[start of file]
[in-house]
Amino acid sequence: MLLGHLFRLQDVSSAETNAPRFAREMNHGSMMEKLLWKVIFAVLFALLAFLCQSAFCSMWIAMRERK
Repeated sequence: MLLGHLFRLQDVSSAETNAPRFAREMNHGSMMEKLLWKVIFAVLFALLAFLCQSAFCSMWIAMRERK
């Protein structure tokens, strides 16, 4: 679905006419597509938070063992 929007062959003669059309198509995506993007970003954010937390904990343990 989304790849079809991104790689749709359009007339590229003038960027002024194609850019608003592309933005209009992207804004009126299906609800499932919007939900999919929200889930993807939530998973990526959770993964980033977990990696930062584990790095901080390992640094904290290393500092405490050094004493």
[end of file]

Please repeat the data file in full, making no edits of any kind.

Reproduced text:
[in-house]
Amino acid sequence: MLLGHLFRLQDVSSAETNAPRFAREMNHGSMMEKLLWKVIFAVLFALLAFLCQSAFCSMWIAMRERK
Repeated sequence: MLLGHLFRLQDVSSAETNAPRFAREMNHGSMMEKLLWKVIFAVLFALLAFLCQSAFCSMWIAMRERK
């Protein structure tokens, strides 16, 4: 679905006419597509938070063992 929007062959003669059309198509995506993007970003954010937390904990343990 989304790849079809991104790689749709359009007339590229003038960027002024194609850019608003592309933005209009992207804004009126299906609800499932919007939900999919929200889930993807939530998973990526959770993964980033977990990696930062584990790095901080390992640094904290290393500092405490050094004493």